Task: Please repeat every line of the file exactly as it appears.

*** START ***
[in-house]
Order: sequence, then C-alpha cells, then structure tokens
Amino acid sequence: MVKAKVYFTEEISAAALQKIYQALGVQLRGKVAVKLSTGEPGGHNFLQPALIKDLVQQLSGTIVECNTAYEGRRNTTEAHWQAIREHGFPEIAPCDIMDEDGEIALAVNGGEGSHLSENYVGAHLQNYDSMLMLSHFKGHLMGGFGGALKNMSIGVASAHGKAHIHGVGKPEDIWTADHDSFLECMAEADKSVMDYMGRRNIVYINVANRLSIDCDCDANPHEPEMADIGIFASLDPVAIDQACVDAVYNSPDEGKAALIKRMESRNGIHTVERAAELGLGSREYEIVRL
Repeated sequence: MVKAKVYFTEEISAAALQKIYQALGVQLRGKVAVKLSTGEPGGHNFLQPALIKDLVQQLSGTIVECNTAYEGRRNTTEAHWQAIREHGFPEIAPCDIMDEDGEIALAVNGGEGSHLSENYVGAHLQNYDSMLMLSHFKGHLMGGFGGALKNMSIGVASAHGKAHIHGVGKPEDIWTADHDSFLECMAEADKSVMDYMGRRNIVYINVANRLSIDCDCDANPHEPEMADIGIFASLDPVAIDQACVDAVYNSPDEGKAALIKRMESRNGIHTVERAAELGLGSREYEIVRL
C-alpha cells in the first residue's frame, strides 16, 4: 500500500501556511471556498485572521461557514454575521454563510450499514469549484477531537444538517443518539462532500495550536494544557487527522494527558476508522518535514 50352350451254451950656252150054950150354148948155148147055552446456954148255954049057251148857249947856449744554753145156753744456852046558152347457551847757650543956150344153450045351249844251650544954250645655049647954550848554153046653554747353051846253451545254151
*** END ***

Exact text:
[in-house]
Order: sequence, then C-alpha cells, then structure tokens
Amino acid sequence: MVKAKVYFTEEISAAALQKIYQALGVQLRGKVAVKLSTGEPGGHNFLQPALIKDLVQQLSGTIVECNTAYEGRRNTTEAHWQAIREHGFPEIAPCDIMDEDGEIALAVNGGEGSHLSENYVGAHLQNYDSMLMLSHFKGHLMGGFGGALKNMSIGVASAHGKAHIHGVGKPEDIWTADHDSFLECMAEADKSVMDYMGRRNIVYINVANRLSIDCDCDANPHEPEMADIGIFASLDPVAIDQACVDAVYNSPDEGKAALIKRMESRNGIHTVERAAELGLGSREYEIVRL
Repeated sequence: MVKAKVYFTEEISAAALQKIYQALGVQLRGKVAVKLSTGEPGGHNFLQPALIKDLVQQLSGTIVECNTAYEGRRNTTEAHWQAIREHGFPEIAPCDIMDEDGEIALAVNGGEGSHLSENYVGAHLQNYDSMLMLSHFKGHLMGGFGGALKNMSIGVASAHGKAHIHGVGKPEDIWTADHDSFLECMAEADKSVMDYMGRRNIVYINVANRLSIDCDCDANPHEPEMADIGIFASLDPVAIDQACVDAVYNSPDEGKAALIKRMESRNGIHTVERAAELGLGSREYEIVRL
C-alpha cells in the first residue's frame, strides 16, 4: 500500500501556511471556498485572521461557514454575521454563510450499514469549484477531537444538517443518539462532500495550536494544557487527522494527558476508522518535514 50352350451254451950656252150054950150354148948155148147055552446456954148255954049057251148857249947856449744554753145156753744456852046558152347457551847757650543956150344153450045351249844251650544954250645655049647954550848554153046653554747353051846253451545254151